"I don't know I was thinking ..., ...., ..., ..., & ..."
"I don't know, who should we invite?"
"I think my mother in law wants to be there... and my mom..."
Who is going to be at your birth is usually a huge question of discussion
during our prenatal planning sessions with our birth doula clients.
So, when you don't want to hurt feelings or you really want everyone there,
How do you make a decision about who to have at your birth?
Imagine your birth.
Who do you see being there when you close your eyes and dream of the moment?
How does the room look and feel?
Who is there and being supportive?
You, your partner, your doula, your medical team, and ....
Imagine pooping in front of whomever you're thinking of inviting.
Because honestly, that will probably happen.
Leave the invitation open ended.
Let everyone know that you may change your mind at any point and to not pressure you.
This way if you are mid active labor and decide there's just too many people or too little support, you can change your mind no questions asked.
Think about technology.
A lot of people lately have chosen, for distance purposes or room purposes to Facetime or Skype in family during birth for a while or for the entire time. It gives everyone the opportunity to be "there" you'd like, but keeps everyone from feeling like sardines packed into a tiny room.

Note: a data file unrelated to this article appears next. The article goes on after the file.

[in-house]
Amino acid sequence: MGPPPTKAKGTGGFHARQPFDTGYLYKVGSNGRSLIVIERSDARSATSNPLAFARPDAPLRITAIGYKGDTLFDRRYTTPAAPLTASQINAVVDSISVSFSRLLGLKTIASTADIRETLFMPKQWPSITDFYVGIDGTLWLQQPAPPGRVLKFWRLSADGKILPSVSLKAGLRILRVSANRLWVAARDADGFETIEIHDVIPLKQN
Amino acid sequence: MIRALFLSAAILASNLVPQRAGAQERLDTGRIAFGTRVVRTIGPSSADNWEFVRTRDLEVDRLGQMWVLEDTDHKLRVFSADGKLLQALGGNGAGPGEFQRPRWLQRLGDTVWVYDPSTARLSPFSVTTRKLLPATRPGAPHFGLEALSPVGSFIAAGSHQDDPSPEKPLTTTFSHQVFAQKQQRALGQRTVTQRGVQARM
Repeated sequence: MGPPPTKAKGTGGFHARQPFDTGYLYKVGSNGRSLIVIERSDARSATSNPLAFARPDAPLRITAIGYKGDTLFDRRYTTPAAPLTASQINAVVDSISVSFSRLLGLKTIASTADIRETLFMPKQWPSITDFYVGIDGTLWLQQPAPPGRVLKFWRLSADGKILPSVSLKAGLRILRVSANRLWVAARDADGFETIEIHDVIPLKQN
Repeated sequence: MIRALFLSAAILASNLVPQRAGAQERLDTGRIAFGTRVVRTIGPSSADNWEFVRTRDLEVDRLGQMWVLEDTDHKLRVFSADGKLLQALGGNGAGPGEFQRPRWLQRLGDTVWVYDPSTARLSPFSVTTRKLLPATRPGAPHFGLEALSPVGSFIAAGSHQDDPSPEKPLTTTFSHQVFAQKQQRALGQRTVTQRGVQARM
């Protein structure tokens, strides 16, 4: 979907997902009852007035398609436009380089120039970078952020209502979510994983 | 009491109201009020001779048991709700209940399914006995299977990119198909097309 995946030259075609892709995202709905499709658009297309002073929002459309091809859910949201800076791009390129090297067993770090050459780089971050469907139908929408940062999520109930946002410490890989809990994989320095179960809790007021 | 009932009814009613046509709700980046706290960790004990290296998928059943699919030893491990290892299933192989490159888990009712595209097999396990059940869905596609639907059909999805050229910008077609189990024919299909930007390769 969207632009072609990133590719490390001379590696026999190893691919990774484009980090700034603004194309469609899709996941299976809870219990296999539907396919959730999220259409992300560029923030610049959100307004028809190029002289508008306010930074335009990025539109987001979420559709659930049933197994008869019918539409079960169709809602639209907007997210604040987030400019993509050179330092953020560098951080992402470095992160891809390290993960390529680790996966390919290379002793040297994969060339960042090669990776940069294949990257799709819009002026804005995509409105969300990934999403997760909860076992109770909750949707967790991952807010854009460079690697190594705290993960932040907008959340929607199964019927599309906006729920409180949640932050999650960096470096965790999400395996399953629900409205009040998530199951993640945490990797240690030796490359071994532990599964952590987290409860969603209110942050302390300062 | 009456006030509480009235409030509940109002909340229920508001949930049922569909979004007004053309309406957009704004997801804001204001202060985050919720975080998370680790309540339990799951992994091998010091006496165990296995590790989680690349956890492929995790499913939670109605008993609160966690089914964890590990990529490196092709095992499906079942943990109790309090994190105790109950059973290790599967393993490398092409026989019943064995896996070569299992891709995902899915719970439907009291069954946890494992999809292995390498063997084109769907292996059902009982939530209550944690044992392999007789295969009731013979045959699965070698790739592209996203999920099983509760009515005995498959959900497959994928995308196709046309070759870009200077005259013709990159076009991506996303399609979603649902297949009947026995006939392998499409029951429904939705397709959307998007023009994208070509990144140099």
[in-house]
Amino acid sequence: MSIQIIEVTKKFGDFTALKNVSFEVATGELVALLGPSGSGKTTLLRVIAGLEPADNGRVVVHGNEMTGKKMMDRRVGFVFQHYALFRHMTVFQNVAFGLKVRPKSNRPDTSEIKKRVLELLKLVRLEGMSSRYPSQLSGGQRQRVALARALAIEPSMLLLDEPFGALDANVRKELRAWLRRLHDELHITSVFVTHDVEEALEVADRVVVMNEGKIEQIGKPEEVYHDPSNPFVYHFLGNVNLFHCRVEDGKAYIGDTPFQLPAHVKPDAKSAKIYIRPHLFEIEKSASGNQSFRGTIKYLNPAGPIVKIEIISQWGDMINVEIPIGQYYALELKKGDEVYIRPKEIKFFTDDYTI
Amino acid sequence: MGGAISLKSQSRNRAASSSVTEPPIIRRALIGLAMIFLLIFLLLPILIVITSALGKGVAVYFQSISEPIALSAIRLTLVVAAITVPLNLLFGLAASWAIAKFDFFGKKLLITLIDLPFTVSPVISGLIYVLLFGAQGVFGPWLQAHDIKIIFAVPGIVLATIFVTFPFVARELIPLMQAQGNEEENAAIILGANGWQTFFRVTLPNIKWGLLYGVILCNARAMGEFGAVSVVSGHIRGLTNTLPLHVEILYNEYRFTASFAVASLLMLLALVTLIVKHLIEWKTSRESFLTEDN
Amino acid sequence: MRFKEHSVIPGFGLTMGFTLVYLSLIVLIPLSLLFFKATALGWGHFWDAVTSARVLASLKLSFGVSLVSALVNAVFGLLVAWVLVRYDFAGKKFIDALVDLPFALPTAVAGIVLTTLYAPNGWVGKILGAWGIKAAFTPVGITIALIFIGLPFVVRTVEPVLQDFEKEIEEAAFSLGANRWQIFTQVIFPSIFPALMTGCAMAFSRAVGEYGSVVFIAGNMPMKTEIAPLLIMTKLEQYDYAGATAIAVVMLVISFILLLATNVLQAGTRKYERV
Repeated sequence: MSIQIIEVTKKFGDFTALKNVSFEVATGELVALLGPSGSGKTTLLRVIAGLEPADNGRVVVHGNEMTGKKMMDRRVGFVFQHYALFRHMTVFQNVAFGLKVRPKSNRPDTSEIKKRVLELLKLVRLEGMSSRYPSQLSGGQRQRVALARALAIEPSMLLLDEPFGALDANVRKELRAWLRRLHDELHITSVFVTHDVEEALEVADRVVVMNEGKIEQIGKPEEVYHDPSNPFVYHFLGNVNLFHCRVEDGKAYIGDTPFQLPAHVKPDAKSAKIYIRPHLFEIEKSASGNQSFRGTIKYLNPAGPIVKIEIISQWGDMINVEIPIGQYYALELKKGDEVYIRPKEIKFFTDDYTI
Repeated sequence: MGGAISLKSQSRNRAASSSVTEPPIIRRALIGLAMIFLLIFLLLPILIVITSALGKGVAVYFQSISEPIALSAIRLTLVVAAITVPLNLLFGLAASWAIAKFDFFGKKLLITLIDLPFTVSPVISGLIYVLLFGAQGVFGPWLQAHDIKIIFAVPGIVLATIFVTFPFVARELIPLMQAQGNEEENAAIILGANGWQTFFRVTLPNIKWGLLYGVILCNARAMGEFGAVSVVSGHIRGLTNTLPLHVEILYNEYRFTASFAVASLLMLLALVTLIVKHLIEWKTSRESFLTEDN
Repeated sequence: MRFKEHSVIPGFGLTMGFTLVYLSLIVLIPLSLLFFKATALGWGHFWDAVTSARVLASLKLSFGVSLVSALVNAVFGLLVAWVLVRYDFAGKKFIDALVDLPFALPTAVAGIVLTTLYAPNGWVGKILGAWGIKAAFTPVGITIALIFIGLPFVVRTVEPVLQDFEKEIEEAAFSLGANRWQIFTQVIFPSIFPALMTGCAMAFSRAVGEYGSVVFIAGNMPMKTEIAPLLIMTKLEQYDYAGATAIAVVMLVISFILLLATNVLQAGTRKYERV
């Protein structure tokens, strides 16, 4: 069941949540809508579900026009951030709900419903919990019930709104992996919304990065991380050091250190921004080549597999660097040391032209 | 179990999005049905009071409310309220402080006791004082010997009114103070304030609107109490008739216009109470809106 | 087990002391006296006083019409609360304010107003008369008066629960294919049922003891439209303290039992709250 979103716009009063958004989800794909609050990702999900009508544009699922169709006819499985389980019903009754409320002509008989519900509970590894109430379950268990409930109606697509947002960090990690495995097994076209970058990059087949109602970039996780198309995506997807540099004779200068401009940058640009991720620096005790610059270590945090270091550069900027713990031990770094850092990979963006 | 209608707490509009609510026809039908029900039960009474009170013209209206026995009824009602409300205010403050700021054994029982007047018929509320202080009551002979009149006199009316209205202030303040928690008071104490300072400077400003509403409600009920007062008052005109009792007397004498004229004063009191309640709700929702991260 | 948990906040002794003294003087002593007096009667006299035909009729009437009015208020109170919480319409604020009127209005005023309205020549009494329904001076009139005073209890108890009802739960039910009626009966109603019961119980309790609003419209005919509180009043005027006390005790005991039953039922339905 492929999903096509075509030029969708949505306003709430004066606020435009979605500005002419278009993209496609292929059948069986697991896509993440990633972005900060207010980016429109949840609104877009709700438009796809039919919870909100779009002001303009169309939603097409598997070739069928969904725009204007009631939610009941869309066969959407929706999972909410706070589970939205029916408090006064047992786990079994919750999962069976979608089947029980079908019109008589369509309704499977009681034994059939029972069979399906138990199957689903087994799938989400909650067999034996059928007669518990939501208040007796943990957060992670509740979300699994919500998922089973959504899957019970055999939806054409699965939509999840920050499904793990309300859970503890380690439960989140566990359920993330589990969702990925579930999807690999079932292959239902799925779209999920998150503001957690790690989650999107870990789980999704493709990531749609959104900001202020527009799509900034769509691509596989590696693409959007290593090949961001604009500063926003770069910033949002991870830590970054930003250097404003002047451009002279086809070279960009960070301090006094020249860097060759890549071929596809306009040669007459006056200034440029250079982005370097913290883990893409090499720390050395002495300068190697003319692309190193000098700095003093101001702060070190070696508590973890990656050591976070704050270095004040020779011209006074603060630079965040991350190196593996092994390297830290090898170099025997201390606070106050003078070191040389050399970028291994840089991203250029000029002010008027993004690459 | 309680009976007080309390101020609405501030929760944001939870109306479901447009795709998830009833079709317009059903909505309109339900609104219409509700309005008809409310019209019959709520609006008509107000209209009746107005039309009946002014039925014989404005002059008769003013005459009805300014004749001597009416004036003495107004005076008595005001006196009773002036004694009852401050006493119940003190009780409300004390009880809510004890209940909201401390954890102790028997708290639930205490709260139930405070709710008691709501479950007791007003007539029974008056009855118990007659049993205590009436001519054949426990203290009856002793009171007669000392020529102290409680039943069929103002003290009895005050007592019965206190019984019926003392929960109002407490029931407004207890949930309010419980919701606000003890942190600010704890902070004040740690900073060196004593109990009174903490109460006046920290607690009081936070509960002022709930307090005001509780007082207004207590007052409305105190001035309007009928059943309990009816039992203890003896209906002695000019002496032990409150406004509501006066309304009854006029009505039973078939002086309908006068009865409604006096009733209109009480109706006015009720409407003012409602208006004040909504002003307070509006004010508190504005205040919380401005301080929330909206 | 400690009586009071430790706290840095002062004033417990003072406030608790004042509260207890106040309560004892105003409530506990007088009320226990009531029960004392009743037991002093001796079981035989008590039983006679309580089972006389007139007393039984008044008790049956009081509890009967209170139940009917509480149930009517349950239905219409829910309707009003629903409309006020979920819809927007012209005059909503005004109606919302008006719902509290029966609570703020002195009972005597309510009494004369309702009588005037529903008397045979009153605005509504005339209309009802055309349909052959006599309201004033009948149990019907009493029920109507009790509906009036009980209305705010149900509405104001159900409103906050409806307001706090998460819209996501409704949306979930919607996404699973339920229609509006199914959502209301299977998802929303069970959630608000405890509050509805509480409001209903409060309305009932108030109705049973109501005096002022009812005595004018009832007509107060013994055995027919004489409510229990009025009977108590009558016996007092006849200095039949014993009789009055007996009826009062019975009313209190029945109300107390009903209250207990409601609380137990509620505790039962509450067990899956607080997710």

Even having a birth photographer there, so you can share in some of the moments later can really help those who wanted to attend, but you just really didn't want to be there in the moment.
Check the policy.
Your hospital or place of birth (unless at home) has a policy in place of the amount of people allowed into the room. Especially during flu season, it can vary greatly, so checking with them can make the decision for you sometimes.
Think hard about who you WANT there.
Not just who you think might like to be there or who wants to be there,
but truly who you want to see your baby first and share in those intimate moments with.
Think about the people you feel the most comfortable with and who will be the most supportive.
No matter who you end up having there for your birth,
you want to help make sure you feel supported and as prepared as you can!
Let us know if and how we can help.
Jessica Anne Dill